Paying for such a system could come partly from labor savings in what it’s costing the city today to have all meters read by hand, various grant sources, or raising water rates. The council seemed to agree that more information and number crunching will precede any decision as to whatever the next step might be.


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 Posted by at 1:29 AM
Apr 172013
Whale Watching Center Depoe Bay Closed for remodeling

Whale Watching Center
Depoe Bay
Closed for remodeling

For some time the state has had its ear bent by those who urge Oregon State Parks to do something about the deteriorating condition of their Whale Watching Center in Depoe Bay. They say the windows leak and are streaked with stains they can’t get out and the interior plaster and floors are badly damaged. In short, nothing less than a whale of a renovation is called for.

Back in February State Parks said they concurred and proceeded to put such a renovation project out to bid. During the Depoe Bay City Council meeting Tuesday night Clerk Recorder Pury Murray announced that State Parks have completely closed the whale observation building and the contractor is expected to quickly be hard at work.


Murray says the building will have all of its windows replaced along with considerable wall plastering and painting along with some attention to the floors. State Parks says the renovation will run around $100,000.

And OH! They’re going to try to have it back open sometime around Memorial Day.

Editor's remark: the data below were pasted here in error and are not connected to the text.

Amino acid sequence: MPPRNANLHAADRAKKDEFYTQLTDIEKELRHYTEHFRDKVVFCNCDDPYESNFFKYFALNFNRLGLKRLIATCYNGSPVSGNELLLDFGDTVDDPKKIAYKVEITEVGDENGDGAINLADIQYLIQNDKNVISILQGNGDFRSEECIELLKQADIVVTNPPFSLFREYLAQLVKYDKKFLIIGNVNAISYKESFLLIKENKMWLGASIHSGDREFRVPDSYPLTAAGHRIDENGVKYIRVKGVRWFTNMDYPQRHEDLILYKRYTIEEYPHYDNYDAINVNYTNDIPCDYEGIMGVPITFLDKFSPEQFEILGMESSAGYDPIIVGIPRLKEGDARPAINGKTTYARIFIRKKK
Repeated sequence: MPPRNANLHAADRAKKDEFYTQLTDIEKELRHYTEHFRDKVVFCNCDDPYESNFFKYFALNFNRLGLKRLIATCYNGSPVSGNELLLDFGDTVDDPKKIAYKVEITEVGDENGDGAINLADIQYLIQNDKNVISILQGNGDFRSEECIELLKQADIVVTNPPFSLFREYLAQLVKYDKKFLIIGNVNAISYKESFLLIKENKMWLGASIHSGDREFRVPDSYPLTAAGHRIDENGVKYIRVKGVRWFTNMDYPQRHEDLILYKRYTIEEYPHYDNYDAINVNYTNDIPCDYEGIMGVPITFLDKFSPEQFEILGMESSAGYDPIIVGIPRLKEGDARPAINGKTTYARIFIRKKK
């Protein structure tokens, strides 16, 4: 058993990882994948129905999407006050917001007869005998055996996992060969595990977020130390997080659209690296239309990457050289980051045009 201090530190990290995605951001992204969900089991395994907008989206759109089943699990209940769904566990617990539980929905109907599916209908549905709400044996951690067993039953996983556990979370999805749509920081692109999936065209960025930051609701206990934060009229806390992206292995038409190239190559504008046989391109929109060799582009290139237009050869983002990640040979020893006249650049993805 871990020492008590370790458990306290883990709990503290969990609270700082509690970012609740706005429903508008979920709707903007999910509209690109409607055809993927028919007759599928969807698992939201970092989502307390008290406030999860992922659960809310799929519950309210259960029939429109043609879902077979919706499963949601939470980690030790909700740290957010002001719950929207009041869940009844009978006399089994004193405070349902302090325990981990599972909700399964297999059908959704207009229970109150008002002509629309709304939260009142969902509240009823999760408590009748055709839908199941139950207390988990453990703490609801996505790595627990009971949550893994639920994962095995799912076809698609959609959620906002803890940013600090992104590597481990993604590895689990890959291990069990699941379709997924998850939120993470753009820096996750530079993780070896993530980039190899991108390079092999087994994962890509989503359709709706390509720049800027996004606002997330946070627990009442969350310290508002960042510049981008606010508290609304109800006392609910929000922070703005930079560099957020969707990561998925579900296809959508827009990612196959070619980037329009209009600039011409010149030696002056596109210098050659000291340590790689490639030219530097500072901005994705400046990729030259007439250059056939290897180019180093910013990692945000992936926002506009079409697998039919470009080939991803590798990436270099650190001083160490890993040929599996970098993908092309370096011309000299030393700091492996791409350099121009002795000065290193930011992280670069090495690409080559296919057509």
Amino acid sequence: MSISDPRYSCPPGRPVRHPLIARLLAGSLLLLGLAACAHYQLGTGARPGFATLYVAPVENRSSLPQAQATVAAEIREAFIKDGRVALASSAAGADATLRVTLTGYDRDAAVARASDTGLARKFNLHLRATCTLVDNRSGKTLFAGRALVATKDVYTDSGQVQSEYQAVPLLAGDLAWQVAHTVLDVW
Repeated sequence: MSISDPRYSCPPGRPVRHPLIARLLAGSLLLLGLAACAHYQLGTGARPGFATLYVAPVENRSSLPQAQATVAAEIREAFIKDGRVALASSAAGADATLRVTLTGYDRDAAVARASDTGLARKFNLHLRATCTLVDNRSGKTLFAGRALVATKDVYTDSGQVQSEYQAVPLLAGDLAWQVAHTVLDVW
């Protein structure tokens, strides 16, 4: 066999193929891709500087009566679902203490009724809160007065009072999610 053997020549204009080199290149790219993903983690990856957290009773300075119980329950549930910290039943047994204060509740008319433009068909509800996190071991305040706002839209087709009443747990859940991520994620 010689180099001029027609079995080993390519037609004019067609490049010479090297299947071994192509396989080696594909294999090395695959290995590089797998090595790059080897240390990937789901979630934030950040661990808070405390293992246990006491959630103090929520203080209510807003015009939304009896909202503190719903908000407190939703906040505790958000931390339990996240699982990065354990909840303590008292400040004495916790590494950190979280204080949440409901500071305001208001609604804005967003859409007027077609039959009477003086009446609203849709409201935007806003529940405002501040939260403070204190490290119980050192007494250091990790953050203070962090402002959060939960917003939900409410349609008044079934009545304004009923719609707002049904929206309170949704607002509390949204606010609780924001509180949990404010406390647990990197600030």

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 Posted by at 12:33 AM
Apr 032013
Depoe Bay City Council Tuesday evening

Depoe Bay City Council
Tuesday evening

Depoe Bay Mayor AJ Matilla ran another quick meeting Tuesday night, getting the council finished and out the door in just over an hour. Of course two big items fell off the agenda; both due to three city councilors being absent. The mayor wanted a full house to discuss them – changing a boat slip ordinance that he, Matilla was the center of, and a complicated high tech internet service that could involve the city.

However, the other items, albeit less spectacular, were tackled adroitly by the remaining five councilors.


The first issue – how to bill Depoe Bay Harbor boat slip renters for electricity. Some don’t want to have to keep track of individual meters for each slip. They want everybody’s electrical bill averaged together. The council reasons that it’s too much trouble to track down all the renters coming and going and collecting the bills. That’s why the council has traditionally added up all the power bills for the year, averaged them together, and then billed each slip owner for the power consumed over the previous year. City Councilor Barbara Leff brought up the point that the annual power bill between boat slip renters could rise quite high – perhaps so high that the council may be exposing the city to a liability it hadn’t bargained on. The council agreed to take up the matter again after asking for guidance from the Harbor Commission. The commission will analyze the issue at their April 24th meeting, reach a recommendation and kick it back upstairs to the council. The council will presumably decide a way forward on the matter at its May 3rd meeting.